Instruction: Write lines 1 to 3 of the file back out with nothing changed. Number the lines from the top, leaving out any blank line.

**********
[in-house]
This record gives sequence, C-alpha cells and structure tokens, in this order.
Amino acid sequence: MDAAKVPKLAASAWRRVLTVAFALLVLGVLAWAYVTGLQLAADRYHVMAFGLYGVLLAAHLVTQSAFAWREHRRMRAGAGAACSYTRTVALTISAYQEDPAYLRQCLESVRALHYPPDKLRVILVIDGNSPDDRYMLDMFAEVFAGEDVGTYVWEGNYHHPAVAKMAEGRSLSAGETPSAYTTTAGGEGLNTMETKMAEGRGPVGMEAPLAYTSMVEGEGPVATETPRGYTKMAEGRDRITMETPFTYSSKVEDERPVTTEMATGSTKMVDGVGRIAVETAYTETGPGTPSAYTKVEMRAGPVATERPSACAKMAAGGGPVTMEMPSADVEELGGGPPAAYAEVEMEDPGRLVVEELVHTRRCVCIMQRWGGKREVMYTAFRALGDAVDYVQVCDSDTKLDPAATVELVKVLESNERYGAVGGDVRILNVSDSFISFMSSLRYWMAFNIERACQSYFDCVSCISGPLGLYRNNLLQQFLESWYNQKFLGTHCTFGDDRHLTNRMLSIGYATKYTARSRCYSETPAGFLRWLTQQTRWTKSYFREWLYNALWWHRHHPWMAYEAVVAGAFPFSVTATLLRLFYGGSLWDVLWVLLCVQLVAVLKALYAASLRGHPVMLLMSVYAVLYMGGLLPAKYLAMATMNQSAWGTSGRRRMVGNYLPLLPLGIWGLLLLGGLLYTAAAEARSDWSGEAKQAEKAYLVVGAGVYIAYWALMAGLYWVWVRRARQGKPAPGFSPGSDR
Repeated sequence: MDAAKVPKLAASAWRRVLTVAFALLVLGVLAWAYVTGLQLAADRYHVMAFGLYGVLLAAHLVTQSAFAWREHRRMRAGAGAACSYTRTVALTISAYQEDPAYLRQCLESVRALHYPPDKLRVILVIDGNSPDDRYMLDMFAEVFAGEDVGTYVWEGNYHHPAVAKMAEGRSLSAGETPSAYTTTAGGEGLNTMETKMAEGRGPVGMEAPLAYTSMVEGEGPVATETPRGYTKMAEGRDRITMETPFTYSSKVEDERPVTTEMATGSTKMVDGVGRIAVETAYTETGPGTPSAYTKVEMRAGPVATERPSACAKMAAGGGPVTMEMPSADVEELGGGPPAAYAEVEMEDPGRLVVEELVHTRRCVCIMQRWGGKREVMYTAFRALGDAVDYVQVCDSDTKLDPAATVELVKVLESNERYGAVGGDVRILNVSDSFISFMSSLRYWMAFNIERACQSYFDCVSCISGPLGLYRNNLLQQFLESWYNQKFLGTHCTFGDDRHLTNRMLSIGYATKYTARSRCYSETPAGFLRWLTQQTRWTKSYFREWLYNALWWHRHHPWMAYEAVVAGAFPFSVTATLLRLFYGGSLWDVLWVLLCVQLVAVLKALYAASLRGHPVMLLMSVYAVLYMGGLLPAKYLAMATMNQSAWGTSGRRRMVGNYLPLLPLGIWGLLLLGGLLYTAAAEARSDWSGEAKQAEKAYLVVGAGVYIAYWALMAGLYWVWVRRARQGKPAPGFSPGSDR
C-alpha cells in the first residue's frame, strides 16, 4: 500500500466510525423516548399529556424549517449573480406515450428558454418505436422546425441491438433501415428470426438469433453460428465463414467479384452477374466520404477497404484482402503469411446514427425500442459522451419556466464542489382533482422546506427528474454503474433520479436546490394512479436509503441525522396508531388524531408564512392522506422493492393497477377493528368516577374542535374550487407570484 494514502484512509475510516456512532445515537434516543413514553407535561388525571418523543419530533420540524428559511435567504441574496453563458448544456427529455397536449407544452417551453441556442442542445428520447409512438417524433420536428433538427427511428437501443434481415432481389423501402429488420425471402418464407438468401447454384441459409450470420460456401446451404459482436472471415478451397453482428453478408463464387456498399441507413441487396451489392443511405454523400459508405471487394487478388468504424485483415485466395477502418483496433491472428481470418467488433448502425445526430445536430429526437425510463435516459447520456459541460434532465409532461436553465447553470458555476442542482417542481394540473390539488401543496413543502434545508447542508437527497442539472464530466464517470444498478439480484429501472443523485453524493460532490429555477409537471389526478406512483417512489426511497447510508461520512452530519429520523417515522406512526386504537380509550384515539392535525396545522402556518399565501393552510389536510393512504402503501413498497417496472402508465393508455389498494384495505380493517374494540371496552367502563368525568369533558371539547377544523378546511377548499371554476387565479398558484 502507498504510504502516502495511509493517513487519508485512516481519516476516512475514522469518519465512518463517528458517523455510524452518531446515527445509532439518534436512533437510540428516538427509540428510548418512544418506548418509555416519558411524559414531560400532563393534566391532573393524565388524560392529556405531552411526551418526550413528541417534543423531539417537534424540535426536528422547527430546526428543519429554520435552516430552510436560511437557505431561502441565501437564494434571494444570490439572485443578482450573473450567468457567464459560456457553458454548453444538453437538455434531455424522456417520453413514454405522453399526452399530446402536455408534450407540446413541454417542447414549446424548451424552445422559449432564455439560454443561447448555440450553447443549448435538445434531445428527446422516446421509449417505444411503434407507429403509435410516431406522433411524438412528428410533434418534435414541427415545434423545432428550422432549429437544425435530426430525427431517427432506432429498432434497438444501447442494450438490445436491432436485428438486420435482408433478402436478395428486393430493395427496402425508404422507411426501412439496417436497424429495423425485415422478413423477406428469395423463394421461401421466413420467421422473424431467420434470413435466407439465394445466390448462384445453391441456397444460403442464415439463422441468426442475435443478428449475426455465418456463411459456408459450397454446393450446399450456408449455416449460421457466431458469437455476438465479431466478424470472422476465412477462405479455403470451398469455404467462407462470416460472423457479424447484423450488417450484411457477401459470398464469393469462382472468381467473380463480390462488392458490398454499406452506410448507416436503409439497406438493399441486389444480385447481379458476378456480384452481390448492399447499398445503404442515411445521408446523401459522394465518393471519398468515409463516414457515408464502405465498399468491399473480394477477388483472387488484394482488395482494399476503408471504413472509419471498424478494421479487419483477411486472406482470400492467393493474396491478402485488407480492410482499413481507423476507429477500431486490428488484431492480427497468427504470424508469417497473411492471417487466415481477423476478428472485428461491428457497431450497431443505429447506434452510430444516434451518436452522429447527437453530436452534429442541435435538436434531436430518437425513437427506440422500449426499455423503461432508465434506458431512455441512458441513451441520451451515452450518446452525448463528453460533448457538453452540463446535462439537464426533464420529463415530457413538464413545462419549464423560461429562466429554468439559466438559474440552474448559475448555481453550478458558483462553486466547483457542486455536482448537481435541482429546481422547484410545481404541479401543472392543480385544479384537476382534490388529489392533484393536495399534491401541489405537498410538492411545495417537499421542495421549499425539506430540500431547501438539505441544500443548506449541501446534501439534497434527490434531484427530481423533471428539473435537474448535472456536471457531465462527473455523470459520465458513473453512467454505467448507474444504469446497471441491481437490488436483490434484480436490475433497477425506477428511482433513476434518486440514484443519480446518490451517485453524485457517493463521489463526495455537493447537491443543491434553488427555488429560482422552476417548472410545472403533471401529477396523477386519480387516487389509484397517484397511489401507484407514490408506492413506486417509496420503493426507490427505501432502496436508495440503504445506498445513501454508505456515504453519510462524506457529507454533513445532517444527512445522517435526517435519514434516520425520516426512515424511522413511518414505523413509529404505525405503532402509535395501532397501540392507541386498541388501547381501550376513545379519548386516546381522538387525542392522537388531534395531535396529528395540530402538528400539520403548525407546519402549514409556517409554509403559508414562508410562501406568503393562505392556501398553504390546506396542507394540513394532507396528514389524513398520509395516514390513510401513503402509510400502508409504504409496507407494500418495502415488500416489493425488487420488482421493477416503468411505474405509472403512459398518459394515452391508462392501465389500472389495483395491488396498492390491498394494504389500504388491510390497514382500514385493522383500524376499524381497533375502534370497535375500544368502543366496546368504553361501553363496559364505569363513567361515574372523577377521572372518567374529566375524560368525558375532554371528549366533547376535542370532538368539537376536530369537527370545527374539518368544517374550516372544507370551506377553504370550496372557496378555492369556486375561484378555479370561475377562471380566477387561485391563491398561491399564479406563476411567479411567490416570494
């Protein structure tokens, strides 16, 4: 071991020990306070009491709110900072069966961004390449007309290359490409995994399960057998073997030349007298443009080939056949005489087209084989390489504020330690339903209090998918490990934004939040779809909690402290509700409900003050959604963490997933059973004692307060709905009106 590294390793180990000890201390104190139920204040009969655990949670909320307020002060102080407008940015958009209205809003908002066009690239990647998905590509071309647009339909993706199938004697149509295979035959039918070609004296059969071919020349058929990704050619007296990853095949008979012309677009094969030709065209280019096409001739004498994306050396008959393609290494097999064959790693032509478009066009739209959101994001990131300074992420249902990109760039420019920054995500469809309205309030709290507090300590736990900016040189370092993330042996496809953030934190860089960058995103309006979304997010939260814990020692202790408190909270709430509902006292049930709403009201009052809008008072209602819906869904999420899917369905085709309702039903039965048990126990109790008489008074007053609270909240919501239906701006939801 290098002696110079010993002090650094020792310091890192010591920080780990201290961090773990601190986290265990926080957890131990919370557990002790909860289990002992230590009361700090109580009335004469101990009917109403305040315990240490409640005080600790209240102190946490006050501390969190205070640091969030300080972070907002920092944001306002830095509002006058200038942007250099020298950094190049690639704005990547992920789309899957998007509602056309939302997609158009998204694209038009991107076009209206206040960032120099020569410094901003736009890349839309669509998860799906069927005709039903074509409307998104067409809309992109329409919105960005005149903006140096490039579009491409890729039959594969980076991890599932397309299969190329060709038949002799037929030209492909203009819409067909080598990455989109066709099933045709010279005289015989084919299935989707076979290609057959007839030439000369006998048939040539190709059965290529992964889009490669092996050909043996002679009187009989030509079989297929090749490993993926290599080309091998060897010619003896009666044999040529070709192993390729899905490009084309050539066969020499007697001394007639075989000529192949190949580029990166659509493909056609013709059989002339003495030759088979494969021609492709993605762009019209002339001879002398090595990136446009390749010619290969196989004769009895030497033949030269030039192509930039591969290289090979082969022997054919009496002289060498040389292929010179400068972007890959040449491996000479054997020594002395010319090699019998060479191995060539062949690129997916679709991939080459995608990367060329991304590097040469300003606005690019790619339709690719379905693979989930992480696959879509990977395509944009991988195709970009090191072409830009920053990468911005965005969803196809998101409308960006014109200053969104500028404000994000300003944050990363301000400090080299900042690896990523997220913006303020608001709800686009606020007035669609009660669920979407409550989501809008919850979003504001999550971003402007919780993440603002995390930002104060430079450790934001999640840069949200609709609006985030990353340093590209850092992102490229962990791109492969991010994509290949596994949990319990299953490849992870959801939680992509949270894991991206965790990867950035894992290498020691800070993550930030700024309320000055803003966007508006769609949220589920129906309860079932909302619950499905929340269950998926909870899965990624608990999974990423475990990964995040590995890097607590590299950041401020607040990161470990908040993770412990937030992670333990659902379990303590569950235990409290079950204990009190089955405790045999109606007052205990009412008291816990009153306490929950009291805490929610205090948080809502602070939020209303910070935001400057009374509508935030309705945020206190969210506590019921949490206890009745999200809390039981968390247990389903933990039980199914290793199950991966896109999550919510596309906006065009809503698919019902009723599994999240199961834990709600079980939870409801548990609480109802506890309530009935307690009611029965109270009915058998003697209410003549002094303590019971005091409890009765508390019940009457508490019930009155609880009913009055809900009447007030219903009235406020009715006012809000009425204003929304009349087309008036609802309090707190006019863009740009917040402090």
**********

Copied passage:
[in-house]
This record gives sequence, C-alpha cells and structure tokens, in this order.
Amino acid sequence: MDAAKVPKLAASAWRRVLTVAFALLVLGVLAWAYVTGLQLAADRYHVMAFGLYGVLLAAHLVTQSAFAWREHRRMRAGAGAACSYTRTVALTISAYQEDPAYLRQCLESVRALHYPPDKLRVILVIDGNSPDDRYMLDMFAEVFAGEDVGTYVWEGNYHHPAVAKMAEGRSLSAGETPSAYTTTAGGEGLNTMETKMAEGRGPVGMEAPLAYTSMVEGEGPVATETPRGYTKMAEGRDRITMETPFTYSSKVEDERPVTTEMATGSTKMVDGVGRIAVETAYTETGPGTPSAYTKVEMRAGPVATERPSACAKMAAGGGPVTMEMPSADVEELGGGPPAAYAEVEMEDPGRLVVEELVHTRRCVCIMQRWGGKREVMYTAFRALGDAVDYVQVCDSDTKLDPAATVELVKVLESNERYGAVGGDVRILNVSDSFISFMSSLRYWMAFNIERACQSYFDCVSCISGPLGLYRNNLLQQFLESWYNQKFLGTHCTFGDDRHLTNRMLSIGYATKYTARSRCYSETPAGFLRWLTQQTRWTKSYFREWLYNALWWHRHHPWMAYEAVVAGAFPFSVTATLLRLFYGGSLWDVLWVLLCVQLVAVLKALYAASLRGHPVMLLMSVYAVLYMGGLLPAKYLAMATMNQSAWGTSGRRRMVGNYLPLLPLGIWGLLLLGGLLYTAAAEARSDWSGEAKQAEKAYLVVGAGVYIAYWALMAGLYWVWVRRARQGKPAPGFSPGSDR